Making a Piece of Flat Felt

I recently posted pictures of a box I created from a piece of flat felt. It seems only right to show the steps involved in creating a piece of flat felt. My method is derived from instructions available on Pat Sparks amazing Feltmaker’s List FAQ. Variations on these instructions are provided in the first two books I picked up: The Art of Feltmakingby Anne Einset Vickerey and The Weekend Crafter: Feltmaking: Fabulous Wearables, Jewelry & Home Accents by Chad Alice Hagen.

Start by laying out a batt with alternating layers of wool roving. If you want a heavy, thick piece, try using a coarse wool like Jacob or Icelandic. I wanted my piece to be supple and pliable enough for sewing, so I used dyed New Zealand merino wool top. I also wanted it to be fairly thin finished, so I created two layers with my green base color, and then added bits of accent color and silk noil. Four layers of merino will give you a thicker fabric that is still very soft. Pat Sparks also has a great reference chart listing how well various wools felt.

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Pour a little hot, soapy water over your batt. I use a squeeze bottle because I can control how much water I add to the pile. You can’t really go wrong with soap, but in this very first round, you don’t want the fibers swimming in water as they won’t hold together as you’ve placed them.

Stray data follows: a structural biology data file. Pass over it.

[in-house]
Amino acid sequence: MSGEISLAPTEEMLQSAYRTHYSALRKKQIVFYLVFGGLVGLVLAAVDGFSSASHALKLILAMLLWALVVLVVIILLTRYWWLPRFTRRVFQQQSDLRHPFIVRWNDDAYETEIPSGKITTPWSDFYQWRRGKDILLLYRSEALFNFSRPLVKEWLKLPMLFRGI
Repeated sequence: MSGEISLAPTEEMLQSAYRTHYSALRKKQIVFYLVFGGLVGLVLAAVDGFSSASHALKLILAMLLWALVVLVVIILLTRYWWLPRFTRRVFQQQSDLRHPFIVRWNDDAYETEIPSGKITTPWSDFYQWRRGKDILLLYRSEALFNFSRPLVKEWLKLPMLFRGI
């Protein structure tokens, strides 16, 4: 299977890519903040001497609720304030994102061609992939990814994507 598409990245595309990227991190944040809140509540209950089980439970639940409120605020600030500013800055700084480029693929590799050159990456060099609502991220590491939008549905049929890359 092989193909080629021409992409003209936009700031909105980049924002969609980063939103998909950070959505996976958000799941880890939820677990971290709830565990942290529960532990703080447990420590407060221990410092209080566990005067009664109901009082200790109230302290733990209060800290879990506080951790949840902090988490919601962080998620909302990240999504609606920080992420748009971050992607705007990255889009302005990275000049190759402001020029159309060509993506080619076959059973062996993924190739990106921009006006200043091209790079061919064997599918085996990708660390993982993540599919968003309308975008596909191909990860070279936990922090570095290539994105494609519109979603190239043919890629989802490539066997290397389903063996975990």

With a sheet of bubble wrap under my batt, and a piece on top, I rolled it up using a wooden handle I stole from our croquet set.

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Roll this package back and forth until you are bored, which isn’t very long for me.

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Unroll the bundle to check on the progress. Tuck in the wispy ends if you want a clean edge, pull and tug it square if you are hoping for a uniform shape, and rotate it 90 degrees to ensure even felting throughout the piece. Add more soap and hot water to help the felting process along; the excess will squeeze out the ends of your bubblewrap bundle.

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Repeat the process several times until the piece feels finished. If you plan to cut out the felt to use as inlay, you may want to stop as soon as the fibers start to hold together.

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To achieve a firmer piece of fabric, you will need to spend some time fulling it, which for me, means just rolling it up and working it longer; other options include throwing or dropping the piece of felt, or rubbing it on a washboard. 

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2 Responses to “Making a Piece of Flat Felt”


  1. 1 Mandy Saturday, March 31, 2007 at 3:24 am

    This is fantastic – I have been working with children making felt and I have linked to this tutorial on my blog. Your felt work is very inspiring.

  2. 2 Rebecca (felting and living sustainably in rural Ireland) Wednesday, May 9, 2007 at 12:40 pm

    yet another option to felt it more is to put it in the washing machine on the delicate wool cycle with your next wash


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